After about an hour of picking, we got 4 and a half quarts of berries. As soon as we got home, Abigail, Emily and I started making jam. We got a total of 9 half-pint jars of jam. We’re really enjoying canning our harvest. Emily and I both have a lot of fun doing it and have decided it is our favorite hobby to do together.

We saw a couple of cool things while at the berry patch too. When we first walked up, we happened upon a deer eating OUR BERRIES!. Isaac scared her off of course. The other cool thing we saw was a 6-foot black snake. Isaac wanted to pet it but the snake had other plans. We’ll keep an eye out for him next time!

Rain? Water?

We went swimming with some friends at the Charleston Tennis Club today. We’d never been to their facilities before but the pool area is very nice. Anyhow, about 15 minutes after we got there, we heard thunder and had to clear the pool. We grabbed some snacks and decided to wait it out. We tried the water again and were cleared by thunder before our teeth began to chatter. At the end of this storm, a young hawk flew in and landed on the diving board. We were able to walk to within arms length of it which was pretty neat. Eventually, he just flew off and we hit the pool again. A third round of thunder came through and we decided to heard for the house. Somehow we were able to get sunburned so it wasn’t a total wash. Speaking of wash, we couldn’t when we got home. The feeder line that serves our road was leaking like crazy. The water company was able to fix it pretty quickly but we were without water for an hour or two. Water was our problem today!

Independence Day

What an Independence Day! Isaac and I walked in the woods with some friends this morning and had a lot of fun discovering all sorts of things while Emily and Abigail worked around the house. We started some ribs smoking around lunch in preparation for a 4th of July feast at supper time. Bud and Donna came over and ate ribs and corn and salad and taters and Hinora’s Stuff with us. Hmm…what is Hinora’s stuff? Here’s the core recipe (add whatever else is garden fresh): 


Hinora’s Stuff

1 diced, unpeeled potato per person

1 green pepper

3 small green onions

1 tbsp butter

2-3 jalapenos

1 yellow squash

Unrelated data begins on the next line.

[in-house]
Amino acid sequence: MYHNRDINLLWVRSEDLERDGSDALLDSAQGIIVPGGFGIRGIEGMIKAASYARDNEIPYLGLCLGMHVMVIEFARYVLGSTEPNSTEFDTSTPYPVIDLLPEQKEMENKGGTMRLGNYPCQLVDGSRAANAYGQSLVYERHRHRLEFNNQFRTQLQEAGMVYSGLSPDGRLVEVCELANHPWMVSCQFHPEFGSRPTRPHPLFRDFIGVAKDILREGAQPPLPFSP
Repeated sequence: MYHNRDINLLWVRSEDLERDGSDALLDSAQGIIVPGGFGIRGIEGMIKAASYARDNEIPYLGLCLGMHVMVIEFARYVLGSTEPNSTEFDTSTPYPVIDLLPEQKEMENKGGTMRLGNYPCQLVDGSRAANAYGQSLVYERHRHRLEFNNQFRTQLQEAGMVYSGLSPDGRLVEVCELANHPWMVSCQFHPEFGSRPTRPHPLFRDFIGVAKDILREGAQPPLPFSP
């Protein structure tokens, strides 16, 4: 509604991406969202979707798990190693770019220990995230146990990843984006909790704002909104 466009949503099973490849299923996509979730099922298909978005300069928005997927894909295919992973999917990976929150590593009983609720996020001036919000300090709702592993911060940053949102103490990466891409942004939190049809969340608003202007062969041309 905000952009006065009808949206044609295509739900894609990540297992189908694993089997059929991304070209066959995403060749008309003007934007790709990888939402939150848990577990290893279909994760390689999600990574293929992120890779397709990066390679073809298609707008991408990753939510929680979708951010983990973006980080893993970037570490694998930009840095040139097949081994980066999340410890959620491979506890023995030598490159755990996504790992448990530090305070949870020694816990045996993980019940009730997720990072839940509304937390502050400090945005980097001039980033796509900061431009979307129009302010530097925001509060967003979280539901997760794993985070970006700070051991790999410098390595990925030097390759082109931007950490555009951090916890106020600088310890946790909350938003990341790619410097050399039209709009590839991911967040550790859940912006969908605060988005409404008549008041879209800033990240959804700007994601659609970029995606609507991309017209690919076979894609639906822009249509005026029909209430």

2 cloves of garlic

half a small head of cabbage

1 green tomato

Cut it all up, pitch it in a skillet and fry till tender. It sounds so-so and looks so-so but tastes SO, SO good!

We messed around after eating until the city fireworks started. We headed outside and watched about 5 minutes’ worth until the rain poured. Some of us endured the rain and viewed it as a much needed shower. As the finale wrapped up, our teeth reached full chatter, our boots were filled with water and the rain stopped…perfect timing as usual!

Learning about plumbing

Emily and Abigail walked past the compter while the pipe screen-saver was active. Abigail said, “oh look, Daddy’s computer is teaching him more about plumbing!”  Come to think of it, by looking at my actual plumbing, I can see where she might think she discovered the source of my plumbing knowledge!




Tonight we harvested the Music garlic we planted last October. I ordered Music, Hardy German, and Chesnock Red varieties of garlic from Seed Savers Exchange last fall. I had no idea there were different varieties of garlic. I figured that there was just the white stuff from the grocery store…little did I know! So, we planted several types figuring we’d decide what we like by taste!

Last fall, we opened the garlic bulbs and separated the cloves. Each clove gets planted and will develop into its own head of garlic by the next summer. The three varieties we got are hard-necked varieties (in honor of my wife…wait, she’s stiff-necked). I have no idea how they differ from soft-necked varieties aside from their necks. Anyhow, all-told, we planted about 45-50 cloves and each produced. We have a lot of garlic. Fortunately, we love it and eat a lot too. Over the course of the year, we will likely eat every bit of it.

The cool thing is that we will save our best bulbs of the types we like and plant them again this fall!

Reel mower to the rescue

We have an old Lawnboy 2-cycle mower that has been passed around the family for hundreds of years. It has been a great mower but it became unreliable on our watch. We decided to go shopping for a new mower and had hoped to find something easy to push on our crazy hills. I had been looking at various reel mowers but had never used one. We decided to look into it as we shopped. We found a fairly light one made by Scott’s and figured we’d try it.

It gives an awesome cut! It is easier to push than our motorzied mower and doesn’t make me smell of exhaust afterwards. The best part is that it cost only $82 compared to $250 or more for the motorized ones. It produces no pollutants and costsus nothing in gas money. The only weakness we have found so far is that it does not do great with those weed things that stick up way above the grass. I think we are going to go shopping for a weed-whip this weekend to remedy that problem.